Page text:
Great Blue Heron
How tall are you? A Great Blue Heron can stand at more than 4 feet tall! What’s your “wingspan” … the measurement of your outstretched arms, tip to tip? A Great Blue Heron’s wingspan is about 72 inches!
Herons are wading birds, which means you can find them in waters such as marshes and ponds and other shallow bodies of water, where they use their long legs to walk through the waters while looking for food.
(Click on any of the images for a larger view.)
Great Blue Herons eat fish that they grab while wading. (They will also eat other aquatic prey such as amphibians.) After grabbing the fish, the Great Blue Heron will maneuver its catch so it can swallow the food whole. You may be amazed at the size of a fish that can go down the heron’s long, thin neck!
Great Blue Herons often nest high up in trees (though you may find a nest lower to the ground or on human-made structures). The male chooses the nest site and starts building to attract a mate. You may find a whole colony (large group) of Great Blue Heron nests in one location.
The nest in this photo is a single nest at Sapsucker Pond, home of the Cornell Lab of Ornithology in Ithaca, New York. Can you find the nest?
Below is a close up of the same nest.
Do you see the cameras? These cameras (“nest cams”) give viewers a real-time look into the lives of birds and their nests. The nest tree at the Cornell Lab of Ornithology had two cameras…and thousands of online viewers.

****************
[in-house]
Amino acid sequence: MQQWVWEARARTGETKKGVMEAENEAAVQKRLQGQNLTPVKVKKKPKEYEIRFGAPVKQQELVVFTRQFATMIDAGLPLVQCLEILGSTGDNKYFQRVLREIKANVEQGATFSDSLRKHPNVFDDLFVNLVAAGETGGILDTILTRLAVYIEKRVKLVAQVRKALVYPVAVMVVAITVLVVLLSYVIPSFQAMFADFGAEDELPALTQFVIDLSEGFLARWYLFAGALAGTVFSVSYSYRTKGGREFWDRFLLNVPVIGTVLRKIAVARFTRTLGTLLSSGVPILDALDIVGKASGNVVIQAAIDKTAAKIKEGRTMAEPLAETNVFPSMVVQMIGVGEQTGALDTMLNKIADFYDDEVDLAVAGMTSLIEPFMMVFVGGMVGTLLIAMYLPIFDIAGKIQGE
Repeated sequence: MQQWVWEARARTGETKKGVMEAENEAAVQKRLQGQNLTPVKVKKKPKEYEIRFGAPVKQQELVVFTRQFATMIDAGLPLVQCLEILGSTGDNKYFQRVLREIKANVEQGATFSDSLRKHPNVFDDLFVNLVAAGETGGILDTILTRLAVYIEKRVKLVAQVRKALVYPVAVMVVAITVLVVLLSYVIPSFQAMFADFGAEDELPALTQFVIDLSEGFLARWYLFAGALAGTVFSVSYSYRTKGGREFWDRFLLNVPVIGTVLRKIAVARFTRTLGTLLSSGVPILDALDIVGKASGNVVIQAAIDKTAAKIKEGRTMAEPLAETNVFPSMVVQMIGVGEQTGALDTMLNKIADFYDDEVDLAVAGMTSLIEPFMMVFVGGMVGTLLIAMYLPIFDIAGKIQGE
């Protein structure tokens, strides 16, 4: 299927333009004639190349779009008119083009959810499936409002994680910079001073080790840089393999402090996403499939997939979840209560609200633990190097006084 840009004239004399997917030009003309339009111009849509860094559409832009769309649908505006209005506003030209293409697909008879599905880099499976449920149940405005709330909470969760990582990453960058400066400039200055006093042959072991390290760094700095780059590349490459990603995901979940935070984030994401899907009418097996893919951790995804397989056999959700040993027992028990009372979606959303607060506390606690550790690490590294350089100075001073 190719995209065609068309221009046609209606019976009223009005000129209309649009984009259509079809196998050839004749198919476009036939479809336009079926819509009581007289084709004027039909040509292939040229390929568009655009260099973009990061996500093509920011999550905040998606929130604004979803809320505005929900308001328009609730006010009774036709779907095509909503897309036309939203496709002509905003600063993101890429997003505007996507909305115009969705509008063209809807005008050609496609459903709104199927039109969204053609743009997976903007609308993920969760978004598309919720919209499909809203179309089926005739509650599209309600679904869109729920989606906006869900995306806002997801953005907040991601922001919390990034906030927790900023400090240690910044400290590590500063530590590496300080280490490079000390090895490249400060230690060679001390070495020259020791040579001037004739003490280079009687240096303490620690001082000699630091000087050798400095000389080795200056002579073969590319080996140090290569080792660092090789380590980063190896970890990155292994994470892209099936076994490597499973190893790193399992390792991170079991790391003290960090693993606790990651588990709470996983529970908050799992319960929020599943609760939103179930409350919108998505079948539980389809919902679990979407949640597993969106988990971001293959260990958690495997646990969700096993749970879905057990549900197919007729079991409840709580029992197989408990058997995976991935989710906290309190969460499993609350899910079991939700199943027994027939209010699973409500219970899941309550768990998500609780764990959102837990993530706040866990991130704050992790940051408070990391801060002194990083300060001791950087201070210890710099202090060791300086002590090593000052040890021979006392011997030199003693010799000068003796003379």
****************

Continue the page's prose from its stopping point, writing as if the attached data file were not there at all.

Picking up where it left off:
Unfortunately, in 2014, viewers watched live as the nest came apart and fell into the water below. Fortunately, it happened before nesting season began in earnest, so there were no eggs to be damaged. Herons can build a nest, even one as big as this, relatively quickly, so there was still time for the male heron of this nest to find another location to build.
NOTE: To learn about more about a variety of nest cams, as well as much more about birds, you can visit the Cornell Lab of Ornithology’s “All About Birds” website:
When I observe the Great Blue Heron, I think of patience. This bird does not scamper around, frantically foraging for food. In fact, it may stand very still for long periods of time, waiting until the right moment to strike out and grab a meal.
For this reason, the Great Blue Heron is a good bird to observe…if you are patient too!
If you would like to earn more about the Great Blue Heron, in particular, visit the Cornell Lab of Ornithology’s page about this big, beautiful bird:
Just for Fun: Can you find the Great Blue Heron in the banner at the top of this page?
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